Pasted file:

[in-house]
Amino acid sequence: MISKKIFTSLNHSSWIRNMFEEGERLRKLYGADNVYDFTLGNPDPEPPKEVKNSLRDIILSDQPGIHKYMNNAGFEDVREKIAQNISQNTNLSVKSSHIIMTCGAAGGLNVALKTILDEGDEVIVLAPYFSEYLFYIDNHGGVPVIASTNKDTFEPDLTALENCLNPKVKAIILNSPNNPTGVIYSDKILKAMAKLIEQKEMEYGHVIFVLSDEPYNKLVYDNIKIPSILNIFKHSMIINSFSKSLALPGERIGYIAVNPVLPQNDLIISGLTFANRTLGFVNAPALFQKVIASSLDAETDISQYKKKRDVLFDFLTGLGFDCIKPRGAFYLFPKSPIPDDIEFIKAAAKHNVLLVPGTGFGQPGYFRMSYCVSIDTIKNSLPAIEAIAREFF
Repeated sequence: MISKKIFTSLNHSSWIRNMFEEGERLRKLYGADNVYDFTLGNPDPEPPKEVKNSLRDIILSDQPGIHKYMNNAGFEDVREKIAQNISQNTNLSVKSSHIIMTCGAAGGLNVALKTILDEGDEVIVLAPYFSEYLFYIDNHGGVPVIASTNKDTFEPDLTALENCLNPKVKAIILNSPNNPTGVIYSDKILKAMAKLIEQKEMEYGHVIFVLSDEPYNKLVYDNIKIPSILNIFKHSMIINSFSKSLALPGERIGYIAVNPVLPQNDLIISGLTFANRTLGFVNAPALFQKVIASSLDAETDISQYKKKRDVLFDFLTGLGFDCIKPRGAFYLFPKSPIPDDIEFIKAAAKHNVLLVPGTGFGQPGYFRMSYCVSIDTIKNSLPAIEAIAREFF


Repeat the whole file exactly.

[in-house]
Amino acid sequence: MISKKIFTSLNHSSWIRNMFEEGERLRKLYGADNVYDFTLGNPDPEPPKEVKNSLRDIILSDQPGIHKYMNNAGFEDVREKIAQNISQNTNLSVKSSHIIMTCGAAGGLNVALKTILDEGDEVIVLAPYFSEYLFYIDNHGGVPVIASTNKDTFEPDLTALENCLNPKVKAIILNSPNNPTGVIYSDKILKAMAKLIEQKEMEYGHVIFVLSDEPYNKLVYDNIKIPSILNIFKHSMIINSFSKSLALPGERIGYIAVNPVLPQNDLIISGLTFANRTLGFVNAPALFQKVIASSLDAETDISQYKKKRDVLFDFLTGLGFDCIKPRGAFYLFPKSPIPDDIEFIKAAAKHNVLLVPGTGFGQPGYFRMSYCVSIDTIKNSLPAIEAIAREFF
Repeated sequence: MISKKIFTSLNHSSWIRNMFEEGERLRKLYGADNVYDFTLGNPDPEPPKEVKNSLRDIILSDQPGIHKYMNNAGFEDVREKIAQNISQNTNLSVKSSHIIMTCGAAGGLNVALKTILDEGDEVIVLAPYFSEYLFYIDNHGGVPVIASTNKDTFEPDLTALENCLNPKVKAIILNSPNNPTGVIYSDKILKAMAKLIEQKEMEYGHVIFVLSDEPYNKLVYDNIKIPSILNIFKHSMIINSFSKSLALPGERIGYIAVNPVLPQNDLIISGLTFANRTLGFVNAPALFQKVIASSLDAETDISQYKKKRDVLFDFLTGLGFDCIKPRGAFYLFPKSPIPDDIEFIKAAAKHNVLLVPGTGFGQPGYFRMSYCVSIDTIKNSLPAIEAIAREFF